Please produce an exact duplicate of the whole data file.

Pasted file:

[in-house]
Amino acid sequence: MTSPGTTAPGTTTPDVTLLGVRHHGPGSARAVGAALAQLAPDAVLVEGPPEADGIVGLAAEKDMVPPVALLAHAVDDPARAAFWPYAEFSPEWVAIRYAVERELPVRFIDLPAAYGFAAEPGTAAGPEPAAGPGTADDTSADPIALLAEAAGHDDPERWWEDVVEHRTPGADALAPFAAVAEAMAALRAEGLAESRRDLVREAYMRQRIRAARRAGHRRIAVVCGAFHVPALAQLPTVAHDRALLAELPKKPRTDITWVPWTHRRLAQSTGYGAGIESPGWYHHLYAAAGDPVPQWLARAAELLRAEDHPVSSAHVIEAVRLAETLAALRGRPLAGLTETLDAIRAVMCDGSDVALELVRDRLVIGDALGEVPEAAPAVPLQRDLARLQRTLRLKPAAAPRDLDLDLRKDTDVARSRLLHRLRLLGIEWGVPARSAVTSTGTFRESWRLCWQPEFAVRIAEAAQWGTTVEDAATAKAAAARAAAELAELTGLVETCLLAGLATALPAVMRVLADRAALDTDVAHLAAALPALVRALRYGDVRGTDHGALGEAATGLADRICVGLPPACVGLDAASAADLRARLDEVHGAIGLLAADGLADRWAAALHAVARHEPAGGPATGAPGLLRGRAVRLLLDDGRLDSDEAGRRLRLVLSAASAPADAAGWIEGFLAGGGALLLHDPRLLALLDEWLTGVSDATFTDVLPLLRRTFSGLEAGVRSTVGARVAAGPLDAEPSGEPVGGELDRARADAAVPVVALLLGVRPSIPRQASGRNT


[in-house]
Amino acid sequence: MTSPGTTAPGTTTPDVTLLGVRHHGPGSARAVGAALAQLAPDAVLVEGPPEADGIVGLAAEKDMVPPVALLAHAVDDPARAAFWPYAEFSPEWVAIRYAVERELPVRFIDLPAAYGFAAEPGTAAGPEPAAGPGTADDTSADPIALLAEAAGHDDPERWWEDVVEHRTPGADALAPFAAVAEAMAALRAEGLAESRRDLVREAYMRQRIRAARRAGHRRIAVVCGAFHVPALAQLPTVAHDRALLAELPKKPRTDITWVPWTHRRLAQSTGYGAGIESPGWYHHLYAAAGDPVPQWLARAAELLRAEDHPVSSAHVIEAVRLAETLAALRGRPLAGLTETLDAIRAVMCDGSDVALELVRDRLVIGDALGEVPEAAPAVPLQRDLARLQRTLRLKPAAAPRDLDLDLRKDTDVARSRLLHRLRLLGIEWGVPARSAVTSTGTFRESWRLCWQPEFAVRIAEAAQWGTTVEDAATAKAAAARAAAELAELTGLVETCLLAGLATALPAVMRVLADRAALDTDVAHLAAALPALVRALRYGDVRGTDHGALGEAATGLADRICVGLPPACVGLDAASAADLRARLDEVHGAIGLLAADGLADRWAAALHAVARHEPAGGPATGAPGLLRGRAVRLLLDDGRLDSDEAGRRLRLVLSAASAPADAAGWIEGFLAGGGALLLHDPRLLALLDEWLTGVSDATFTDVLPLLRRTFSGLEAGVRSTVGARVAAGPLDAEPSGEPVGGELDRARADAAVPVVALLLGVRPSIPRQASGRNT